Facebook is admitting it needs oversight with content moderation.
CEO Mark Zuckerberg said Thursday the company plans to establish an independent group to oversee users' appeals of content policy decisions, starting next year.
Critcs have long urged the company to exhibit greater transparency into what content Facebook's human moderators and artificial intelligence take down, keep up and why.
The news, which was announced on a call with reporters, came one day after a report from The New York Times revealed how Facebook execs, including Zuckerberg and COO Sheryl Sandberg, navigated the company's recent crises, ranging from Russian interference to data privacy. The company's response included digging up dirt on competitors and critics, according to the report.
"I think people want to trust our intention," said Zuckerberg, who said the press call announcement was scheduled before the report published. "People expect companies to learn and not keep making the same mistake."
Facebook's decisions have come back to bite the company in recent years. For example, human rights groups have slammed Facebook for not properly cracking down on the hate and misinformation that fueled political division and violence in Myanmar. Facebook admitted it was "too slow" to act.
"I've increasingly come to believe that Facebook should not make so many important decisions about free expression and safety on our own," Zuckerberg wrote on Thursday in a blog post, which provided updates on the company's content governance and enforcement processes. "The purpose of this body would be to uphold the principle of giving people a voice while also recognizing the reality of keeping people safe."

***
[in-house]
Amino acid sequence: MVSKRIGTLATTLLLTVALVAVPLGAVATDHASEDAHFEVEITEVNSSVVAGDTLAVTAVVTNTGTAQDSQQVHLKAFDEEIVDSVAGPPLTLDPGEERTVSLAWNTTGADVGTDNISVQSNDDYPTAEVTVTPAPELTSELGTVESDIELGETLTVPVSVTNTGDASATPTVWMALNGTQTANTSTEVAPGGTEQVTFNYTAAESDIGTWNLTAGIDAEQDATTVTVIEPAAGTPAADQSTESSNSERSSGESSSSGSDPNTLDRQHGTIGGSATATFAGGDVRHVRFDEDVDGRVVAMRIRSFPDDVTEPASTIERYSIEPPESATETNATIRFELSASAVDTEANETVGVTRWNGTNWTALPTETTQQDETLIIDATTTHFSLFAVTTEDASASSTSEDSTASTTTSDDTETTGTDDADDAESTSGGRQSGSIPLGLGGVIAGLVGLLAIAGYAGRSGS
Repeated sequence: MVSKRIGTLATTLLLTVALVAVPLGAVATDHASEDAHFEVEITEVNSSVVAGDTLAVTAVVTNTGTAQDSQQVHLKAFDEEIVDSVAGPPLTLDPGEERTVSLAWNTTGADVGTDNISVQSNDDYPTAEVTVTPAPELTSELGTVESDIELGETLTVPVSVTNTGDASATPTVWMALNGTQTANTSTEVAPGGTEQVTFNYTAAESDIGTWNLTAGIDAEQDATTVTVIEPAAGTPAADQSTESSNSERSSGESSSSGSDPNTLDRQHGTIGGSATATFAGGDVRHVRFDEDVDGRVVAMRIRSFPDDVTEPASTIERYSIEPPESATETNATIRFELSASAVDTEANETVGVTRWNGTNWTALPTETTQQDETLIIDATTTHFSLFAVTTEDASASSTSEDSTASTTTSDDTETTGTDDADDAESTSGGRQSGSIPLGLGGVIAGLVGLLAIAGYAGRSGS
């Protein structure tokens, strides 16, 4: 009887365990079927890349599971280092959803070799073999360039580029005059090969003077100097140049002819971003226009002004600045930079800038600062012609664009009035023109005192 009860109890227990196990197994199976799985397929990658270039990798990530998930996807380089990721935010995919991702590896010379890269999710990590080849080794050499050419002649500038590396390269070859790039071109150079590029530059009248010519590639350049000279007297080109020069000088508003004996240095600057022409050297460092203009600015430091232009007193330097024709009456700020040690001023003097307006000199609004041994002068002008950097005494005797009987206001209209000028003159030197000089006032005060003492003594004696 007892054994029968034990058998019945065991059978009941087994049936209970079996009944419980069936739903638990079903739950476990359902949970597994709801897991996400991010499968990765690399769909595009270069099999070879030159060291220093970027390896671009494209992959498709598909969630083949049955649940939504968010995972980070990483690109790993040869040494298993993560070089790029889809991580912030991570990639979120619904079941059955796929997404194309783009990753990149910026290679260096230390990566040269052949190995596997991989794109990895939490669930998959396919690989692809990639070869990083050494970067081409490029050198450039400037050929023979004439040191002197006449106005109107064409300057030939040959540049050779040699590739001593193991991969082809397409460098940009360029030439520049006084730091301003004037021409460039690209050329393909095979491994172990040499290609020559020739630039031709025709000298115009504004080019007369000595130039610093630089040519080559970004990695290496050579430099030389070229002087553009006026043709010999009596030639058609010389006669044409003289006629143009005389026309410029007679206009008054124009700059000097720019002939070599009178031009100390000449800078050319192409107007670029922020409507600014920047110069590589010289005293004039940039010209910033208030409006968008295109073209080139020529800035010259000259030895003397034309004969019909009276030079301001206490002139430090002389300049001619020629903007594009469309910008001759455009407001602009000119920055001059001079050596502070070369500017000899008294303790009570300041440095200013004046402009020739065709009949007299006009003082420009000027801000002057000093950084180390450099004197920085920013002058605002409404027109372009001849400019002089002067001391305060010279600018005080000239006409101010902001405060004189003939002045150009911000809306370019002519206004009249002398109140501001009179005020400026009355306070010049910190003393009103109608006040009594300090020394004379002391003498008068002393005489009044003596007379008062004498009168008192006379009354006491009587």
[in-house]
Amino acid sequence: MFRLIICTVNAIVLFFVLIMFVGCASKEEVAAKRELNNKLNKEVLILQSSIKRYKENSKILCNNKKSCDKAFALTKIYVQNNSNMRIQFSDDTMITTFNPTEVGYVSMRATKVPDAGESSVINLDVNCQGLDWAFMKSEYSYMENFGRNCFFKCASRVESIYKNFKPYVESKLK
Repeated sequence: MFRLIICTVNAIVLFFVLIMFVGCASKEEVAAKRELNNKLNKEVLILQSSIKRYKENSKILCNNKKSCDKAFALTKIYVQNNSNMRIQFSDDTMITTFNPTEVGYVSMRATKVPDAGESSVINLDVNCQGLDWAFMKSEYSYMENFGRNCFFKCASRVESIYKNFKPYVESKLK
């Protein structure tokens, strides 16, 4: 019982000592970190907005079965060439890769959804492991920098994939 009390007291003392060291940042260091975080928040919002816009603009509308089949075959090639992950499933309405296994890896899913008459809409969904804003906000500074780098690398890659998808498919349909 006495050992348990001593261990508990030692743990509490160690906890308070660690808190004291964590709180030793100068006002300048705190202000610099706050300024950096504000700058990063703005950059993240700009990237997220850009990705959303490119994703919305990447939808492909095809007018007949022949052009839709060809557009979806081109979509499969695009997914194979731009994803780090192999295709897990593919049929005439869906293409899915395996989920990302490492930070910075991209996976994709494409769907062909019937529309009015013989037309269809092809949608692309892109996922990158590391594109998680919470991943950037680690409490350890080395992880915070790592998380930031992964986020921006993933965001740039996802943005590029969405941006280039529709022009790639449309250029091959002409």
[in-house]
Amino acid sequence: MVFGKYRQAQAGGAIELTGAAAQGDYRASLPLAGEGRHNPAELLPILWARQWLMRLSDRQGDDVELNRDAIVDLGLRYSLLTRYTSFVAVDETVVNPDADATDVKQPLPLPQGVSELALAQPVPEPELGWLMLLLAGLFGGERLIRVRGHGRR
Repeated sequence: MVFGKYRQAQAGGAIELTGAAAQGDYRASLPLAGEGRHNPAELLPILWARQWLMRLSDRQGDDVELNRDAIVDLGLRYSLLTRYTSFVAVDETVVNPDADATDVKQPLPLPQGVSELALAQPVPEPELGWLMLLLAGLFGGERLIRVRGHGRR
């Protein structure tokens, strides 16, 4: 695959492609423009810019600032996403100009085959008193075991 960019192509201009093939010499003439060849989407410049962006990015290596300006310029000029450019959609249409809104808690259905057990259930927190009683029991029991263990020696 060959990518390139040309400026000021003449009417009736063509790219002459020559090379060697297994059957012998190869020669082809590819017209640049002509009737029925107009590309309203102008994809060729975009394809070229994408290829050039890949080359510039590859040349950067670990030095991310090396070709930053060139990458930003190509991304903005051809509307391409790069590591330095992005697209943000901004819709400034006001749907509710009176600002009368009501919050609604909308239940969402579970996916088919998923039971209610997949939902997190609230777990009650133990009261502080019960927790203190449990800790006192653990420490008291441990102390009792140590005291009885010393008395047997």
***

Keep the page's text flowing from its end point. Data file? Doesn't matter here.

Zuckerberg noted that while the details of the independent group are not yet determined -- including how it will select members and ensure its independence -- it'll aim to provide more transparency into decisions.
Earlier this year, the company finally made public its detailed internal community standards policies, detailing what is and what's not acceptable content, including hate speech, nudity, and bullying. Facebook also started rolling out a content appeals process this year for users inquiring about their own content that's been removed. The company said Thursday it will expand on this concept so users can appeal decision on reports filed on other people's content.
In addition, Facebook said it is training AI to detect and reduce the spread of "borderline content," which it describes as "click-bait and misinformation."
"People naturally engage with more sensational content," said Zuckerberg, adding the company is trying to de-incentivize that.
By late next year, the company expects to release transparency and enforcement reports on a quarterly basis, he said.
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